Following Jesus Is More Than The Words We Say (we need to do something)

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What does it mean to follow Jesus? I mean we all know Jesus said follow me. But what does that mean? How can we follow God?

When asked most Christians would say that they are following Jesus. They would say that an integral part of their faith is following God. But often it seems like those are only words, doesn’t it? Few Christians actually take actions, take steps, to follow God.

And listen, I’m not saying that as an indictment on you. I see that attitude in me. I’m quick to say I follow God, but my actions don’t always show that. It’s easy for us to say we are following Jesus. But it’s a whole other ballgame to actually do it. 

But I think Jesus actually meant for us to do. I think He actually intends to be participants and not just spectators. I think Jesus wants us to actually be His hands and feet and not just give lip service. I think following Jesus means we actually have to do something

Following Jesus isn’t about the words we say, rather it’s about the steps we take.

Let’s take a look at what steps we should be taking and why it’s important.

What’s At Stake When We Follow God

The term Christian came around as an insult toward the early Church. It literally meant, little christ. It was meant to be a jeer to those following Jesus. But it stuck and ended up being a fitting name. 

Christians should in fact be little christs. We are, after all, His hands and feet. As followers of Jesus, we represent Him to those around us. What we do, what we say, tells others something about God. Good or bad. Let the weight of that responsibility sink in. Following Jesus means that Jesus actually expects you to do something. 

How Jesus loved, we too should love. Where Jesus went, we should also go. What Jesus did, we should do. How Jesus taught, we should teach. Who Jesus hung out with, we should hang out with. We should be following in Jesus’ footsteps. That’s what it means to follow God. It’s not about our words, it’s about our actions. 

What Following Jesus Tells The World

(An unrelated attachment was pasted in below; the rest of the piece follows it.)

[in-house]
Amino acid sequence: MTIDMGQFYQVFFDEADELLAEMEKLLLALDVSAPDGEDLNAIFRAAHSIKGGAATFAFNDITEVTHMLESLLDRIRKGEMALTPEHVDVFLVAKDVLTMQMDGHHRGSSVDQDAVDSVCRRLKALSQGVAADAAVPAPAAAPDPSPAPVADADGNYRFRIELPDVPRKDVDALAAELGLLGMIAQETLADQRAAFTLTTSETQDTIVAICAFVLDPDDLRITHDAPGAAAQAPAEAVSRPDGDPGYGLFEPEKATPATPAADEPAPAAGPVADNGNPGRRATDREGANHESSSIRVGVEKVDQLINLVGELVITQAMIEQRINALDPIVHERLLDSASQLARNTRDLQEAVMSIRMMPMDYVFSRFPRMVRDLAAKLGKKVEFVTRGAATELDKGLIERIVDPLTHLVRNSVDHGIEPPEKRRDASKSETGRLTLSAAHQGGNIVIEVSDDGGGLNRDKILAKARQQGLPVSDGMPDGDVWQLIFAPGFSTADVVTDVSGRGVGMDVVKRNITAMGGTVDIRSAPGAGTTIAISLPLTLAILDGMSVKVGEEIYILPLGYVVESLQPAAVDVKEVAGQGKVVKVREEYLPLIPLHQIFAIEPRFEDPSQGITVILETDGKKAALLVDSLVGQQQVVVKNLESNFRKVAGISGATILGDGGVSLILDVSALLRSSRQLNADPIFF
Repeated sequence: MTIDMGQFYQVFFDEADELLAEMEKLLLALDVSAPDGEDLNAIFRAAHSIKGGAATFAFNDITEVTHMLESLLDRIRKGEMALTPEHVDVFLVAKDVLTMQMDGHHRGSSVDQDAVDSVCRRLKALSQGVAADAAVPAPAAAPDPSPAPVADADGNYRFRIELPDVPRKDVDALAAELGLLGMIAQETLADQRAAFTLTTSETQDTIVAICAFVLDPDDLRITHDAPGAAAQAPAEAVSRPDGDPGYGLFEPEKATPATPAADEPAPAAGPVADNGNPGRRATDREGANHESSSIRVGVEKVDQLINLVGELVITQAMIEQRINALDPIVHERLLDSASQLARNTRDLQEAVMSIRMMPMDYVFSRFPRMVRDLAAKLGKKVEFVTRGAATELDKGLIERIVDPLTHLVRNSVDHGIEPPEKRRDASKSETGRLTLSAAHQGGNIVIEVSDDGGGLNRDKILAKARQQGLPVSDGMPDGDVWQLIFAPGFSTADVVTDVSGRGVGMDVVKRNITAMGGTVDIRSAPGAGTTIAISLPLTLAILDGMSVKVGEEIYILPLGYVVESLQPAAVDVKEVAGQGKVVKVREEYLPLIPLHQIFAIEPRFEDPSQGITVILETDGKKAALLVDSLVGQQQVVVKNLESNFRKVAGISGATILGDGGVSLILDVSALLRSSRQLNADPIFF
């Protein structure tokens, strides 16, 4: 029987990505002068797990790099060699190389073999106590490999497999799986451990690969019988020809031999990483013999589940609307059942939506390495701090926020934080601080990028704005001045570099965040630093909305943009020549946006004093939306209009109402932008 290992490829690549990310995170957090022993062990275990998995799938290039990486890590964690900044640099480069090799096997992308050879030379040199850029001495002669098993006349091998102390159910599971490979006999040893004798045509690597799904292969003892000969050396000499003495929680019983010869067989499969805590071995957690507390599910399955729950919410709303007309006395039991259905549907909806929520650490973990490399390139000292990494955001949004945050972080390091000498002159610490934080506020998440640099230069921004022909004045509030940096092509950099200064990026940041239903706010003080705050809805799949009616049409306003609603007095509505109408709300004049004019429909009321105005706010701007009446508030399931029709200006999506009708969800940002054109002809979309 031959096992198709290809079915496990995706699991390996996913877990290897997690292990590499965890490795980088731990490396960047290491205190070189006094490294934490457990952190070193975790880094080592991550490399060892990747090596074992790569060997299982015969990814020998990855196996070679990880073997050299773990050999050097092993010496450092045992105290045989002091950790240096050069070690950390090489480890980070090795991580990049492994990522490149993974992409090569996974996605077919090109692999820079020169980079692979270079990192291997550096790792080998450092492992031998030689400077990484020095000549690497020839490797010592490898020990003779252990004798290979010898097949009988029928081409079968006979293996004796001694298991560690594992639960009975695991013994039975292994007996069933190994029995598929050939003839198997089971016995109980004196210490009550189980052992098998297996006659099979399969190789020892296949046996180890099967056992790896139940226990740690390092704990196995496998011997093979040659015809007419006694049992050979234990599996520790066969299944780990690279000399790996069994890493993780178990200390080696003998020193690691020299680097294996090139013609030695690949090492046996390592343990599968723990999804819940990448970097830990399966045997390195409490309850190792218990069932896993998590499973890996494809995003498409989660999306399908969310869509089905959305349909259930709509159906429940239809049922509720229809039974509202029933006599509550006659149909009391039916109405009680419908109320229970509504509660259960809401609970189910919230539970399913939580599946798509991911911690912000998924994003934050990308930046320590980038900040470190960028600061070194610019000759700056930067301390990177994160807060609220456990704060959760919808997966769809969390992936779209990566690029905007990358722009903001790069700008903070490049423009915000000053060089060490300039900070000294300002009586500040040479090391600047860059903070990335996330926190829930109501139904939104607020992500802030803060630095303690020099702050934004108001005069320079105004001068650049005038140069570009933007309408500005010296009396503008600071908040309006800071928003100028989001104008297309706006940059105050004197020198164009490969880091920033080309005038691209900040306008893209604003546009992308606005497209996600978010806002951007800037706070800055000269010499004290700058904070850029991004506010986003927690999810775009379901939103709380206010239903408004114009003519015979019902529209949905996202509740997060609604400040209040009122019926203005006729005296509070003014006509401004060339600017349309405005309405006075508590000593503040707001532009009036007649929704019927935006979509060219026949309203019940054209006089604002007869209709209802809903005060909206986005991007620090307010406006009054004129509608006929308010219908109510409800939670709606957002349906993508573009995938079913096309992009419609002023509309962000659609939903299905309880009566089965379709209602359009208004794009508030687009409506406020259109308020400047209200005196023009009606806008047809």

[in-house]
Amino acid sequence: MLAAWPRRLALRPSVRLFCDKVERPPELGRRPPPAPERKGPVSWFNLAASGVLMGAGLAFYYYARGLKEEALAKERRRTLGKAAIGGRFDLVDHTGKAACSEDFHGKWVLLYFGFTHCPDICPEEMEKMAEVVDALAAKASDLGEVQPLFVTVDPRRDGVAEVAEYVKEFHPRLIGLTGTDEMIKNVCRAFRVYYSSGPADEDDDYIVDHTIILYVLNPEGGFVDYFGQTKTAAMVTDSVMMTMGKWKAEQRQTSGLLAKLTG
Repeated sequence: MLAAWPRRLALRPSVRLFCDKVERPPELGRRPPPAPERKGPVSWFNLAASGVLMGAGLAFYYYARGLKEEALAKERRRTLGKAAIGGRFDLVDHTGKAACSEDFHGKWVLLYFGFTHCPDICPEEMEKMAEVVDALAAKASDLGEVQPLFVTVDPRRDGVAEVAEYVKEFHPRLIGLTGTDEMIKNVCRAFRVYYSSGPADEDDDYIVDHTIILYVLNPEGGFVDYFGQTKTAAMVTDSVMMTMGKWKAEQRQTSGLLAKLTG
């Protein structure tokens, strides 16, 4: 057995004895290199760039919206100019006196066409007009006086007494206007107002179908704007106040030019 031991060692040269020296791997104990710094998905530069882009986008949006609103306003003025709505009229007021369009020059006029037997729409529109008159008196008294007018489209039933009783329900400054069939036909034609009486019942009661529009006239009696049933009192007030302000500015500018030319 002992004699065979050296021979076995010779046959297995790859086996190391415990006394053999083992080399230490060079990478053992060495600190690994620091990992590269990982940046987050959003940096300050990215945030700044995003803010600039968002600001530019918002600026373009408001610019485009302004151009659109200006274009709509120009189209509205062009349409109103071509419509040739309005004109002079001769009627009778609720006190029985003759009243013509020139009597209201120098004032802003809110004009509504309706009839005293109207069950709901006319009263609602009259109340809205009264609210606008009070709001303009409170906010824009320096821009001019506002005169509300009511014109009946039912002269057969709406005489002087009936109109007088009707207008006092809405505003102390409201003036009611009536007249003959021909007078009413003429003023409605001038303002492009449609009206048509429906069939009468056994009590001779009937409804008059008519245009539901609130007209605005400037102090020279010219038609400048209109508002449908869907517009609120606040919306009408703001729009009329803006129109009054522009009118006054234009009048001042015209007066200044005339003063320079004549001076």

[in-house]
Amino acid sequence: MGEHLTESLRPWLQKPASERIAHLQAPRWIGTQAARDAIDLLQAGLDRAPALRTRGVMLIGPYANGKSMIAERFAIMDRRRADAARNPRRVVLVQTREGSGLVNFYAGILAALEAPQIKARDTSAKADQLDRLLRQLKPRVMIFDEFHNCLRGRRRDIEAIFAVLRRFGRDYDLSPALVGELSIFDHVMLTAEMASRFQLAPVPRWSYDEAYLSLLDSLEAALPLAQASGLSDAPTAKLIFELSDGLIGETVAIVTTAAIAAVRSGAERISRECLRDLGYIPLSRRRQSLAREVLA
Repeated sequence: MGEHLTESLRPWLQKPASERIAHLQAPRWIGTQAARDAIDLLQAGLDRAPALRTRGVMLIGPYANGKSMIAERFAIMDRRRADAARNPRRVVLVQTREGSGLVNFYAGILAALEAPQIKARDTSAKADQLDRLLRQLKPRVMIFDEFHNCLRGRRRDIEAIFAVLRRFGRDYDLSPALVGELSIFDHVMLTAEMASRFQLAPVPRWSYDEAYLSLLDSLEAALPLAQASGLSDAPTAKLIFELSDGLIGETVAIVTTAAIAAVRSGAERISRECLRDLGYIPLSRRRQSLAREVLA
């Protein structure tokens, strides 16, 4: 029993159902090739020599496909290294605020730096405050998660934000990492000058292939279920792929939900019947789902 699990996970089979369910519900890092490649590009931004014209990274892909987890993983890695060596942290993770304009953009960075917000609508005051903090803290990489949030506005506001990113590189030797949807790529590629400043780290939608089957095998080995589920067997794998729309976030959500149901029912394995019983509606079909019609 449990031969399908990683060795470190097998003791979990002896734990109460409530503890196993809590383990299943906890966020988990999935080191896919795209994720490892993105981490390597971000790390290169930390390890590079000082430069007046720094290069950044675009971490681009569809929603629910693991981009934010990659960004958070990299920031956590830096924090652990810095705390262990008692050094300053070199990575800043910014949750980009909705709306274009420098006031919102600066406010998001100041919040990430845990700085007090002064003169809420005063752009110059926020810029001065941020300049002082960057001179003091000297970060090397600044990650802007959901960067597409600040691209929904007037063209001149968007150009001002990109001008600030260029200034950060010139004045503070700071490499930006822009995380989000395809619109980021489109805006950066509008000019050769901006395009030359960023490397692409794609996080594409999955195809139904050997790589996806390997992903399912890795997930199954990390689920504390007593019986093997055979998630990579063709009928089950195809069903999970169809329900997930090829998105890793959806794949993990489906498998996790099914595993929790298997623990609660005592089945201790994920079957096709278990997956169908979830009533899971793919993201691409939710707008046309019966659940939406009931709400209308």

That’s what the world so desperately needs. It needs Christians that take their name seriously, which actually be the hands and feet of Jesus. The world is hurting. People are hungry, oppressed, tired, lost, and out of hope. And it’s our job to go to them. 

The problem is we’ve made all these problems people are facing political issues, national security issues, somebody else’s issues… It’s their issue. They created it. They allowed it… It’s certainly not our issue… But it is, if you are a Christian, it’s a God issue. It’s YOUR issue. 

When someone is hurting, sick, oppressed, sitting in a cell, struggling in addiction, lonely, hopeless, or just needs a friend it’s our job as Christians to be the hands and feet of Jesus for them. Every person is loved by God. Every person is created in HIS image. Every person has intrinsic value. 

Yet so often Jesus followers don’t treat people the same. We don’t value each life equally. We are quick to come up with excuses to why we don’t have to help that person or why they don’t deserve our help. 

Life is sacred. It doesn’t matter if the life belongs to an unborn baby, a 40yr black man, an immigrant seeking safety, or someone who is stressed, oppressed, or overlooked. Their life is highly valued by the creator of the universe. And their life should also be highly valued by anyone who bears His name. That’s our mission. 

The problem is we’ve replaced our God-given mission with our desires for safety, comfort, and security. We’d rather have a comfortable life in a safe country. And those desires aren’t inherently bad. But when they become the primary driving force we lose our effectiveness, our saltiness. And what good is salt that loses its saltiness? (Matthew 5:13)

Least we forget that we serve a God that literally became helpless in pursuit of us. A God that willingly went to the cross to make a way for us to get back to Him. We serve a God that went through hell on our behalf. And the call of Christians is to do the same for others. 

If the primary driving force in your life is safety and comfort you have stopped following in the footsteps of Jesus. I don’t say that as an attack, but a reminder. One that I know that I need. 

The mission of Christians is not to seek safety. It’s not to pursue comfort. It’s to seek and love the lost, the hurting, and the opposed. Following Jesus means being His hands and feet. And let’s be honest. As a whole, the church is not known for doing that. 

So, What Does It Mean To Follow Jesus?

Okay, that was a little bit of a rant. But I think it’s important that we understand the gravity of the role that God has given us. We are actually called to follow God, not with our words, rather our actions. Following Jesus requires us to actually do what He did. 

So, let’s shift gears a bit and look at how we an follow in Jesus footsteps. 

I want to ask three questions. Where did Jesus go? What did Jesus do? And how did Jesus feel? 

These questions will show us what Jesus did and show us what we should be doing. 

Where Did Jesus Go?

To answer the first question, I find Jesus is most commonly found in one of three places in the Gospels:  

  1. Alone (often praying/resting)
  2. With His closest friends (community)
  3. With the opposed/forgotten (the sick, sinners, and culturally insignificant people)